It really steams me how much people devalue the romance genre. Such terms as “bodice ripper” and the most derogatory of them all “porn”, really gets me going. Imagine my surprise when I was looking at the reviews for A Reliable Wife by Robert Goolrick, a book that had caught my attention while running errands in Target, I saw quite a few of the one stars littered liberally with these descriptions. Truthfully I never quite believe most of the reviews on Amazon because taste is so uniquely personal that not everyone is going to enjoy the same thing. What I’m usually looking at in the reviews is a balanced ratio of like to dislike. Not completely scientific but mostly accurate when I branch out with a new author.
Mr. Goolrick’s reviews appeared to pass muster of my little system but it was the frequent usage of disparaging comparisons of the romance genre to his story that really had me intrigued. There was an almost puritanical fervor in the prose reviewers used in their scathing critique of his fiction. While in the positive recommendations of the work there was very little mentioned about the sex some found so offensive. Of course I didn’t read all the reviews but the little I did read led me to believe I needed to get this book.
The book is set during the early decades of the Twentieth Century during winter in Wisconsin. There is a wealthy businessman in need of a wife and a mysterious woman in need of a wealthy husband in order to become a wealthy widow. I was immediately sold when in the description of the book I knew the mysterious woman was planning to kill the wealthy businessman. Devious and a bit twisted you may think but I was intrigued non the less. Now as the title of this blog implies, this is not a review but instead a rant. The book was often overly flowery in its descriptions and had a surreal quality of time and space that left me feeling adrift at times, but what I can definitely say is this was no “bodice ripper” or “porn”.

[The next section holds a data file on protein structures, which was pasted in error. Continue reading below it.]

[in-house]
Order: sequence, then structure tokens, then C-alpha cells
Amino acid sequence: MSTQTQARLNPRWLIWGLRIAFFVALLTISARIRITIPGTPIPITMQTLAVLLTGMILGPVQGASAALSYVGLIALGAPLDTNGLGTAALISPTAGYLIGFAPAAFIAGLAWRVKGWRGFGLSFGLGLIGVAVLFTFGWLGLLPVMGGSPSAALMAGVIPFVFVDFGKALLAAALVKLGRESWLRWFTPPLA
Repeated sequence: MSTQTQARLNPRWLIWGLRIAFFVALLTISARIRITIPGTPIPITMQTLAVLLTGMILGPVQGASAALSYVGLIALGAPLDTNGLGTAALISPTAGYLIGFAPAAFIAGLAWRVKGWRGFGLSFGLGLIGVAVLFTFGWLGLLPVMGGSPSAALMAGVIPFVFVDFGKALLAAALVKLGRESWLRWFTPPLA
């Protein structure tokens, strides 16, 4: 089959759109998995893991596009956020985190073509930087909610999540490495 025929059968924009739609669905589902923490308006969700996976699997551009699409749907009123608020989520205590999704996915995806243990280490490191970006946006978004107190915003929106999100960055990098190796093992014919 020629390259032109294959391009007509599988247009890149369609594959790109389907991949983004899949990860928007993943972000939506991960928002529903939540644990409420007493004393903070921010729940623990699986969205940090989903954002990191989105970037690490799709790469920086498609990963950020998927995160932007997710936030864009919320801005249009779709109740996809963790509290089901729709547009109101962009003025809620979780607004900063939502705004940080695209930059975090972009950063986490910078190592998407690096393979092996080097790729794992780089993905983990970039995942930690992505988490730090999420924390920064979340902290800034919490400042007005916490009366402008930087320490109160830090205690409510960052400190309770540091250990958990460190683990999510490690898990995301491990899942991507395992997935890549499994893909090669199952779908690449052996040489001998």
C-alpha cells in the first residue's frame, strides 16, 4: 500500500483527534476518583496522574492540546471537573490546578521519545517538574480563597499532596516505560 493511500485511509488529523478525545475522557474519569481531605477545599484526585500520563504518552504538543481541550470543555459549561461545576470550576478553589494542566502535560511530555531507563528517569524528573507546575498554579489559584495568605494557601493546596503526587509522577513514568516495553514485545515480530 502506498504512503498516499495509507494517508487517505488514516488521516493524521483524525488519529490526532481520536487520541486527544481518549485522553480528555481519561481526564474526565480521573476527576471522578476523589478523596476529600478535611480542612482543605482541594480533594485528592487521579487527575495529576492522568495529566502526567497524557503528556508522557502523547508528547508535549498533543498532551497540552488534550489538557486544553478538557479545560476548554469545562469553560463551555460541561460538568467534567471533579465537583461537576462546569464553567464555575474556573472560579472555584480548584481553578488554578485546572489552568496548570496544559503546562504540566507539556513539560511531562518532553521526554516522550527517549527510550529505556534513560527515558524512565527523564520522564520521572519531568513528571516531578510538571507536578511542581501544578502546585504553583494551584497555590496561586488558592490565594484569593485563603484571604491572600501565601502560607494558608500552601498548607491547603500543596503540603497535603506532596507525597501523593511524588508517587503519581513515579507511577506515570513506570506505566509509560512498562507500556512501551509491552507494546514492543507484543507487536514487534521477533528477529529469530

This was a story about isolation both the physical and the emotional. The subsequent darkness and often madness that such isolation causes and the promise of redemption that sex and all its intimacies can deliver. There are no quaint little drawing rooms where Victorian etiquette is practiced by the hero and heroine. There may be a villain but the face of his character changes constantly throughout the narrative that at times I couldn’t quite decide what was particularly villainous. My rant is centered around the fact that there is such a lack of respect for the genre that I love and write in that a book that does have sex, however tragic in its presentation, is written off as pure smut.
While the language was a disjointed stream of consciousness that upon reflection accurately described the disjointed reality of the characters, the sex was in my opinion frank and accurate. It was at times sweet and tender with a edge of malice. It was raw and animalistic with a hint of the divine while whispering its blasphemies. Did it sound like a male narrative of the act, yes, and was I often put off by this maleness that expressed sexuality so differently than my own, quite possibly. Does that mean I get on my moral high horse and diss an entire genre of fiction because said sex didn’t always prescribe to my definitions, no. Or because I thought this book was supposed to be “gothic” or a “suspense” I rip it to shreds because it has several scenes of copulation, absolutely not.
I really think people need to get over themselves and put down their scarlet letters. Sex in a story does not devalue it in the same way that sex alone can’t make it better. When I finished the book I couldn’t really say if I liked it or disliked it because I was haunted by a great deal of what was presented in the story and it didn’t have anything to do with the sex.
As for rants this is pretty mild in comparison to my usual tirades but as I still sit with the story, or more accurately as the story still sits with me, I had to share some of my ire.